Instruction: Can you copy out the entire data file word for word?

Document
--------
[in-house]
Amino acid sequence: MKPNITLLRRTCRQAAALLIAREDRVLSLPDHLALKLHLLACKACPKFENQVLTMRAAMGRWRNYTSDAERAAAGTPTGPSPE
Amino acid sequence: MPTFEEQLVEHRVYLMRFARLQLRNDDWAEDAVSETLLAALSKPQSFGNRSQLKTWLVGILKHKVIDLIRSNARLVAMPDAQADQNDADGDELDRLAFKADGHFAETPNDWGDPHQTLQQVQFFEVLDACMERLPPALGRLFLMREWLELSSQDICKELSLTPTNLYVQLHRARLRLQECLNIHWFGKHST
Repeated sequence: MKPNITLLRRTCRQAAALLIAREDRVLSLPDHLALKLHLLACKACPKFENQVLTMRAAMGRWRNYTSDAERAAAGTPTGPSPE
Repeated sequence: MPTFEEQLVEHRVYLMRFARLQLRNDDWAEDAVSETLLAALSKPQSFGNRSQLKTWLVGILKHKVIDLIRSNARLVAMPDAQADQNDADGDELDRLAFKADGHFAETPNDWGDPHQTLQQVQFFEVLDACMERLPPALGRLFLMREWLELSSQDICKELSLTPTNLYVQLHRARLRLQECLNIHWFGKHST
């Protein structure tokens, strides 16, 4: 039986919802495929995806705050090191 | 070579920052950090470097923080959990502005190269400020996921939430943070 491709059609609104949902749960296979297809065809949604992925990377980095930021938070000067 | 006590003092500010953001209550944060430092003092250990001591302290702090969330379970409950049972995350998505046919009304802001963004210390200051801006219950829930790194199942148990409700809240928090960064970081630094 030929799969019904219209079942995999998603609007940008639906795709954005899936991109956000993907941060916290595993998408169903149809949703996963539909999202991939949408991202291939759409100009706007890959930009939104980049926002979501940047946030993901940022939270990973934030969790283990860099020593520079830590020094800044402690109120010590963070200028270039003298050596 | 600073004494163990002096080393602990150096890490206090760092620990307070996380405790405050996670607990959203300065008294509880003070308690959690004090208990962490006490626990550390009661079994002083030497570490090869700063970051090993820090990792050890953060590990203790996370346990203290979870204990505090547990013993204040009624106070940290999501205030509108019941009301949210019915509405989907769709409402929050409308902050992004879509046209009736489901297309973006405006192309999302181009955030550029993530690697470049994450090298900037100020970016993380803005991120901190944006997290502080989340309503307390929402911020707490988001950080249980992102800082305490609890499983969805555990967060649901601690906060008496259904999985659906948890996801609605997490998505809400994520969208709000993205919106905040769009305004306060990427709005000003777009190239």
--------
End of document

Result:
[in-house]
Amino acid sequence: MKPNITLLRRTCRQAAALLIAREDRVLSLPDHLALKLHLLACKACPKFENQVLTMRAAMGRWRNYTSDAERAAAGTPTGPSPE
Amino acid sequence: MPTFEEQLVEHRVYLMRFARLQLRNDDWAEDAVSETLLAALSKPQSFGNRSQLKTWLVGILKHKVIDLIRSNARLVAMPDAQADQNDADGDELDRLAFKADGHFAETPNDWGDPHQTLQQVQFFEVLDACMERLPPALGRLFLMREWLELSSQDICKELSLTPTNLYVQLHRARLRLQECLNIHWFGKHST
Repeated sequence: MKPNITLLRRTCRQAAALLIAREDRVLSLPDHLALKLHLLACKACPKFENQVLTMRAAMGRWRNYTSDAERAAAGTPTGPSPE
Repeated sequence: MPTFEEQLVEHRVYLMRFARLQLRNDDWAEDAVSETLLAALSKPQSFGNRSQLKTWLVGILKHKVIDLIRSNARLVAMPDAQADQNDADGDELDRLAFKADGHFAETPNDWGDPHQTLQQVQFFEVLDACMERLPPALGRLFLMREWLELSSQDICKELSLTPTNLYVQLHRARLRLQECLNIHWFGKHST
């Protein structure tokens, strides 16, 4: 039986919802495929995806705050090191 | 070579920052950090470097923080959990502005190269400020996921939430943070 491709059609609104949902749960296979297809065809949604992925990377980095930021938070000067 | 006590003092500010953001209550944060430092003092250990001591302290702090969330379970409950049972995350998505046919009304802001963004210390200051801006219950829930790194199942148990409700809240928090960064970081630094 030929799969019904219209079942995999998603609007940008639906795709954005899936991109956000993907941060916290595993998408169903149809949703996963539909999202991939949408991202291939759409100009706007890959930009939104980049926002979501940047946030993901940022939270990973934030969790283990860099020593520079830590020094800044402690109120010590963070200028270039003298050596 | 600073004494163990002096080393602990150096890490206090760092620990307070996380405790405050996670607990959203300065008294509880003070308690959690004090208990962490006490626990550390009661079994002083030497570490090869700063970051090993820090990792050890953060590990203790996370346990203290979870204990505090547990013993204040009624106070940290999501205030509108019941009301949210019915509405989907769709409402929050409308902050992004879509046209009736489901297309973006405006192309999302181009955030550029993530690697470049994450090298900037100020970016993380803005991120901190944006997290502080989340309503307390929402911020707490988001950080249980992102800082305490609890499983969805555990967060649901601690906060008496259904999985659906948890996801609605997490998505809400994520969208709000993205919106905040769009305004306060990427709005000003777009190239």